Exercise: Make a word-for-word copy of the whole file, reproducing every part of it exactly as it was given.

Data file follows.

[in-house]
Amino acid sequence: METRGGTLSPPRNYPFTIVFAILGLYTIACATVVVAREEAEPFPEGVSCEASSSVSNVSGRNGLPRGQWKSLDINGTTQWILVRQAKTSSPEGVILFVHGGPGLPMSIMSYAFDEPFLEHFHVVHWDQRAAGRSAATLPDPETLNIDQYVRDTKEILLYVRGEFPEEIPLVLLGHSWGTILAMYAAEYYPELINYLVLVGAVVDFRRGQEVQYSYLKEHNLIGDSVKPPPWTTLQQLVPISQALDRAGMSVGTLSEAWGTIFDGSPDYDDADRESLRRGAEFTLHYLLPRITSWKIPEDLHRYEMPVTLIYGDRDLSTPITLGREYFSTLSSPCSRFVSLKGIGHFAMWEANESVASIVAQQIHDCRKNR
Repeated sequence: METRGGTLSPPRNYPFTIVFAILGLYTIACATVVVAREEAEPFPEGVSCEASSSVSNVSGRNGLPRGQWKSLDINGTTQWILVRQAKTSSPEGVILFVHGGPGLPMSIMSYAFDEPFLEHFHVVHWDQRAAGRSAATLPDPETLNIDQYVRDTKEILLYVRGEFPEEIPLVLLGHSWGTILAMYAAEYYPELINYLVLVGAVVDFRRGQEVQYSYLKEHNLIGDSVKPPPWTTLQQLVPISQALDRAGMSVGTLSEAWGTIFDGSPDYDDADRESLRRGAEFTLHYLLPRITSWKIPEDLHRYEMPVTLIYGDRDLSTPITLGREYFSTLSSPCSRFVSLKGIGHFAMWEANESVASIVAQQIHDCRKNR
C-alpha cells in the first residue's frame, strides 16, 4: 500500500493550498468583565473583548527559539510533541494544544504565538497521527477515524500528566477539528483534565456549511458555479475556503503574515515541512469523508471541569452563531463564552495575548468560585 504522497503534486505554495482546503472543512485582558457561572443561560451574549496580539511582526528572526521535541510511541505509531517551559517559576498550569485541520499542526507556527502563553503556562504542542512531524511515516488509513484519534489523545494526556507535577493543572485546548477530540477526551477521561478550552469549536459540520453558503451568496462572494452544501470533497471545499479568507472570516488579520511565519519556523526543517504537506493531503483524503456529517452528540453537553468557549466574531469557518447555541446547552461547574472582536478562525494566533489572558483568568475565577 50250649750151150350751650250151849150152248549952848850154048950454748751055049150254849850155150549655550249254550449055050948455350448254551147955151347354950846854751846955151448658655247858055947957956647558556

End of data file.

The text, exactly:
[in-house]
Amino acid sequence: METRGGTLSPPRNYPFTIVFAILGLYTIACATVVVAREEAEPFPEGVSCEASSSVSNVSGRNGLPRGQWKSLDINGTTQWILVRQAKTSSPEGVILFVHGGPGLPMSIMSYAFDEPFLEHFHVVHWDQRAAGRSAATLPDPETLNIDQYVRDTKEILLYVRGEFPEEIPLVLLGHSWGTILAMYAAEYYPELINYLVLVGAVVDFRRGQEVQYSYLKEHNLIGDSVKPPPWTTLQQLVPISQALDRAGMSVGTLSEAWGTIFDGSPDYDDADRESLRRGAEFTLHYLLPRITSWKIPEDLHRYEMPVTLIYGDRDLSTPITLGREYFSTLSSPCSRFVSLKGIGHFAMWEANESVASIVAQQIHDCRKNR
Repeated sequence: METRGGTLSPPRNYPFTIVFAILGLYTIACATVVVAREEAEPFPEGVSCEASSSVSNVSGRNGLPRGQWKSLDINGTTQWILVRQAKTSSPEGVILFVHGGPGLPMSIMSYAFDEPFLEHFHVVHWDQRAAGRSAATLPDPETLNIDQYVRDTKEILLYVRGEFPEEIPLVLLGHSWGTILAMYAAEYYPELINYLVLVGAVVDFRRGQEVQYSYLKEHNLIGDSVKPPPWTTLQQLVPISQALDRAGMSVGTLSEAWGTIFDGSPDYDDADRESLRRGAEFTLHYLLPRITSWKIPEDLHRYEMPVTLIYGDRDLSTPITLGREYFSTLSSPCSRFVSLKGIGHFAMWEANESVASIVAQQIHDCRKNR
C-alpha cells in the first residue's frame, strides 16, 4: 500500500493550498468583565473583548527559539510533541494544544504565538497521527477515524500528566477539528483534565456549511458555479475556503503574515515541512469523508471541569452563531463564552495575548468560585 504522497503534486505554495482546503472543512485582558457561572443561560451574549496580539511582526528572526521535541510511541505509531517551559517559576498550569485541520499542526507556527502563553503556562504542542512531524511515516488509513484519534489523545494526556507535577493543572485546548477530540477526551477521561478550552469549536459540520453558503451568496462572494452544501470533497471545499479568507472570516488579520511565519519556523526543517504537506493531503483524503456529517452528540453537553468557549466574531469557518447555541446547552461547574472582536478562525494566533489572558483568568475565577 50250649750151150350751650250151849150152248549952848850154048950454748751055049150254849850155150549655550249254550449055050948455350448254551147955151347354950846854751846955151448658655247858055947957956647558556